Ten years of the weather with you

In the past 10 years, more weather records have been broken than in any other time in New Zealand’s history.

If you happened to be in Timaru on February 6, 2011 you might recall it was uncomfortably, ridiculously hot.

It was Waitangi Day and Timaru’s temperature climbed steadily throughout the day until it got to a searing 41.3ᵒC.

“That’s wild,” says NIWA meteorologist Maria Augutis. “And hot for any part of the world.”

It also happened to be the fourth-highest hottest temperature ever recorded in New Zealand, and the hottest day of the last decade.

In the past 10 years, more weather records have been broken than in any other time in New Zealand’s history. Meanwhile, the World Meteorological Organisation says globally the last decade has been one of exceptional heat and almost certainly the hottest on record.

Mean annual temperature for New Zealand is calculated from NIWA's Seven Station Series which uses measurements derived from seven climate locations at Auckland, Masterton, Wellington, Hokitika, Nelson, Lincoln and Dunedin. The Seven Station Series dates back to 1909 and shows New Zealand’s average annual temperature has increased by about 1ᵒC over the past 100 years.

It also shows that five of the last 10 years have ranked somewhere in the top 10 warmest years on record – including 2016 which was New Zealand’s hottest year on record. This year, 2019, will join that list and almost certainly sit among the top five hottest.

Here’s how this decade ranks:


Anomaly (°C)







equal 2nd















equal 26th






equal 44th



equal 52nd

 Source: NIWA’s Seven Station Temperature Series which began in 1909

Examining and interpreting weather statistics is part of Augutis’ working day, but her fascination for the detail is shared by almost everyone.

“It’s because the weather impacts everyone’s life every day – you want to know if it’s hot, how hot? And if it feels like it’s been raining for longer than anyone can remember, you want to know if that’s true.”

Augutis’ fellow meteorologist Ben Noll says weather fanaticism is not just a New Zealand thing.

“Every country I’ve visited think they’re the most obsessed about the weather. It’s a thirst that can never be quenched. And it’s also a competition – Oamaru vs Timaru, Gisborne vs Hawke’s Bay. It’s a big thing, especially on social media.”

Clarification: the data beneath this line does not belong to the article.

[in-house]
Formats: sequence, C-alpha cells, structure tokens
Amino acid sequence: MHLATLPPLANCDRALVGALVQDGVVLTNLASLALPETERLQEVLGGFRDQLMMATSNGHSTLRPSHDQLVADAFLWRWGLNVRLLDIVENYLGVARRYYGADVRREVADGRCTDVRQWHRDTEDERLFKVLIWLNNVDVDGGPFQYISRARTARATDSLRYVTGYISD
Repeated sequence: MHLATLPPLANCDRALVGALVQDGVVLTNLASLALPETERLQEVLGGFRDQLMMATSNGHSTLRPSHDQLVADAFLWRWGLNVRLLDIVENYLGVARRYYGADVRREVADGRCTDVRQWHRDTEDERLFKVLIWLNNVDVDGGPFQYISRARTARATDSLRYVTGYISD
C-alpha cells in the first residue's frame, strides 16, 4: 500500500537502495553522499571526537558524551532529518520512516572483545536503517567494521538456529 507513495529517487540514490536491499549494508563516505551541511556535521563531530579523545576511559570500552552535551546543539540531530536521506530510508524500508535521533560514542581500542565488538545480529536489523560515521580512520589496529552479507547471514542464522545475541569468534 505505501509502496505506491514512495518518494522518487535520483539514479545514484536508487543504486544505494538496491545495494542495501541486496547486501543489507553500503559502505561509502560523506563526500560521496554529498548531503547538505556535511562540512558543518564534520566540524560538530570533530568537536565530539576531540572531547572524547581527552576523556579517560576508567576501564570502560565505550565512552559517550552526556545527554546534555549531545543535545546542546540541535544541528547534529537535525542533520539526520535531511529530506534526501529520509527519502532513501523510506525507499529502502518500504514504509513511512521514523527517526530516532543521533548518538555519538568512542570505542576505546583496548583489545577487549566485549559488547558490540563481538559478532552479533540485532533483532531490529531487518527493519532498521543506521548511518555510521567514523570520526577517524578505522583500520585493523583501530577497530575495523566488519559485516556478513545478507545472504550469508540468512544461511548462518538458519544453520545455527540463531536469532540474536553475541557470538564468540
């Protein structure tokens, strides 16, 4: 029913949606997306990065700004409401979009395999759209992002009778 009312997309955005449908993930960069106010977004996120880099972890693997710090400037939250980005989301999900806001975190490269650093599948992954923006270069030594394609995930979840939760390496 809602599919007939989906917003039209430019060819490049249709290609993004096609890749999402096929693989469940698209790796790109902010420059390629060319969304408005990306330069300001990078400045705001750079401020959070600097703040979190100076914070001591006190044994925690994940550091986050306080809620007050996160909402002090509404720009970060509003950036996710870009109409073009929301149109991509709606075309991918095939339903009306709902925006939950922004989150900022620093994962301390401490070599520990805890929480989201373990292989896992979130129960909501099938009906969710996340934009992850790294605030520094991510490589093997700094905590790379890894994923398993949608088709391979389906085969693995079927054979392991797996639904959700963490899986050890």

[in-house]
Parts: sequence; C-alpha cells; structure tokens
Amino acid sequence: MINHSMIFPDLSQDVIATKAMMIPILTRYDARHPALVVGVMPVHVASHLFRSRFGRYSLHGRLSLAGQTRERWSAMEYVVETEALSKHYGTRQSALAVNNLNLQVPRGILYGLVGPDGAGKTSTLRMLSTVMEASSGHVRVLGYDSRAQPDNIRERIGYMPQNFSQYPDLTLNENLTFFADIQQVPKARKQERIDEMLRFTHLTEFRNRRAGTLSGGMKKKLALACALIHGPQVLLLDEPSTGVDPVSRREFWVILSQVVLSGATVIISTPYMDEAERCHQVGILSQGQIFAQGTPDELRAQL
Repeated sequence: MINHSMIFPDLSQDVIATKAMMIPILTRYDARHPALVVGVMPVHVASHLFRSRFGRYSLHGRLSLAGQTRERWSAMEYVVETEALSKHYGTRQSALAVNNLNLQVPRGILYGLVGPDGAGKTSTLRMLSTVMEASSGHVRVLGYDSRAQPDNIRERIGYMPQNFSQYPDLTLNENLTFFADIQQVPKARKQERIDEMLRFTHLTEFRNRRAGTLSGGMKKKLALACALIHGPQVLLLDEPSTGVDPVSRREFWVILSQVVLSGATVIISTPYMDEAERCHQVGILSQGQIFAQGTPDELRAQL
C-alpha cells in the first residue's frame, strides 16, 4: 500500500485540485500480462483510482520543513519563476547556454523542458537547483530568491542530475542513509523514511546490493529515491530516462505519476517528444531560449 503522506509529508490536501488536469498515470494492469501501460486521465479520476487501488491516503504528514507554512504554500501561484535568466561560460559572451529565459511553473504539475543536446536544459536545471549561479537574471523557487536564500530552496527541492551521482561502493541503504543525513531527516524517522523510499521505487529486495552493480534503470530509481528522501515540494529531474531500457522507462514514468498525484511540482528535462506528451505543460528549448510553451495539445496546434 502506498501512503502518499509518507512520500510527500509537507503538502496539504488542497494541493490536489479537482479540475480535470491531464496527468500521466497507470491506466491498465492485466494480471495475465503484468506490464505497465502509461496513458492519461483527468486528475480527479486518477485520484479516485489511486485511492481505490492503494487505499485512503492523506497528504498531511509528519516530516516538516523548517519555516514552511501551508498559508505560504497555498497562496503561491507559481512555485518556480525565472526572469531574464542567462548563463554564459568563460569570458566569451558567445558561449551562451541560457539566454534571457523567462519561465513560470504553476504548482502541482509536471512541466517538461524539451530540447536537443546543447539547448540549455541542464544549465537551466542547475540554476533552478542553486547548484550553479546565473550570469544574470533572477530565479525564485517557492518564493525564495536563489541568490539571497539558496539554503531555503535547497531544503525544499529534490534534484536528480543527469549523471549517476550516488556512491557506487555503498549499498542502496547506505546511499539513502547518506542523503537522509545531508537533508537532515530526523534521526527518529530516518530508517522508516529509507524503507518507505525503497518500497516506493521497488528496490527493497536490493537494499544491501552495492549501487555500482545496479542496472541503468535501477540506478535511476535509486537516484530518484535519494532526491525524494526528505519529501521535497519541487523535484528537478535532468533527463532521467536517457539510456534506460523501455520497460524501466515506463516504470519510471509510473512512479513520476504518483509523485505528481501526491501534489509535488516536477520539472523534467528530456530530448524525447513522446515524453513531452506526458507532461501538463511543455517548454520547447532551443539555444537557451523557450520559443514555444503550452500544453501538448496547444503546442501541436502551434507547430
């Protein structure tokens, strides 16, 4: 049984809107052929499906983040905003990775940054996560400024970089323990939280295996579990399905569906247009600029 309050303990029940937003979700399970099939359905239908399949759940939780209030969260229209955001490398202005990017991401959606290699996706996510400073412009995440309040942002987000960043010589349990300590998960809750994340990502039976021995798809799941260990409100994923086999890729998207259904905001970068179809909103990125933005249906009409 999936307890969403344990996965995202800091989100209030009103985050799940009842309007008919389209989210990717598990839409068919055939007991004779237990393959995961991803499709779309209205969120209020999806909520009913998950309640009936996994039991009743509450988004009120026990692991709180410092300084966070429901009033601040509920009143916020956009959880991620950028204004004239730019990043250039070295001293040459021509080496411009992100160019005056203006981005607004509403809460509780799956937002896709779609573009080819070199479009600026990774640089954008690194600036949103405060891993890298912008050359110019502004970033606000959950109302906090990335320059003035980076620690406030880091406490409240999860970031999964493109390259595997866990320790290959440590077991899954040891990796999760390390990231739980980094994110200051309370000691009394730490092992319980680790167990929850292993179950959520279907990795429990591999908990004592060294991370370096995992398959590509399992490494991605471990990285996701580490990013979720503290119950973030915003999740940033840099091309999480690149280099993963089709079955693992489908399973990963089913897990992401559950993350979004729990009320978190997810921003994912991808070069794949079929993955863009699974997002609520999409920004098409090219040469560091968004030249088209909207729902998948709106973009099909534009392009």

So with that in mind, NIWA has compiled the stand out weather statistics of the past 10 years:

  • Maximum temperature:  Timaru, 41.3°C on 6 February 2011. Equal fourth-highest temperature on record for New Zealand.
  • Minimum temperature:  Tara Hills -21.0°C on 24 June 2015. Fourth lowest temperature on record for New Zealand.
  • Maximum wind gust:  Baring Head, Wellington, 217 km/h on 12 March 2010  
  • Highest one-day rainfall:  Cropp at Waterfall, 869 mm on 2 January 2013
  • Highest one-hour rainfall: Cropp at Waterfall, 73.6 mm on 4 February 2018
  • Maximum longest run of monthly mean temperatures above normal: Hicks Bay, 29 months from January 2017 to May 2019
  • Highest average bright sunshine per day: Whakatane, average of 7.12 hours of bright sunshine (record length 3578 days)
  • Sunniest single day: Gore, 15.3 hours of bright sunshine on 23 December 2018
  • Highest average maximum daily temperature: Whangarei 20.36°C (record length 3620 days)
  • Highest average mean daily temperature: Whangarei, 16.25°C (record length 3617 days)
  • Highest average minimum daily temperature: Cape Reinga, 13.28°C (record length 3466 days)
  • Lowest average maximum daily temperature:  Takahe Valley (Southland), 9.61 °C (record length 3419 days)
  • Lowest average mean daily temperature: Takahe Valley (Southland), 5.06 °C (record length 3449 days)
  • Lowest average minimum daily temperature:  Takahe Valley (Southland), 1.05 °C (record length 3419 days)
  • Warmest sea surface temperature:  west of Northland, 25.1˚C on 13 February 2019
  • Largest positive sea surface temperature anomaly: coastal Canterbury, +6.9˚C above average on 9 December 2017
  • Coolest sea surface temperature:  east of Otago, 4.9˚C, 18 August 2018
  • Largest negative SST anomaly: west of Chatham Island, -4.5˚C below average, 12 December 2015

So what’s the weather been like this year?

As usual, a little bit of everything. But for the record the hottest temperature was 38.4ᵒC at Hanmer Forest on January 31. The coldest temperature for 2019 was -9.2ᵒC at Lake Tekapo on June 3 and the wettest? That was Rings Beach, Coromandel Peninsula on September 9 which stood at 226mm when the day ended.

Note: NIWA will release its official Annual Climate Summary for 2019 at 11am on January 9.

This article forms part of our 2019 Summer Series. Read other stories in the series.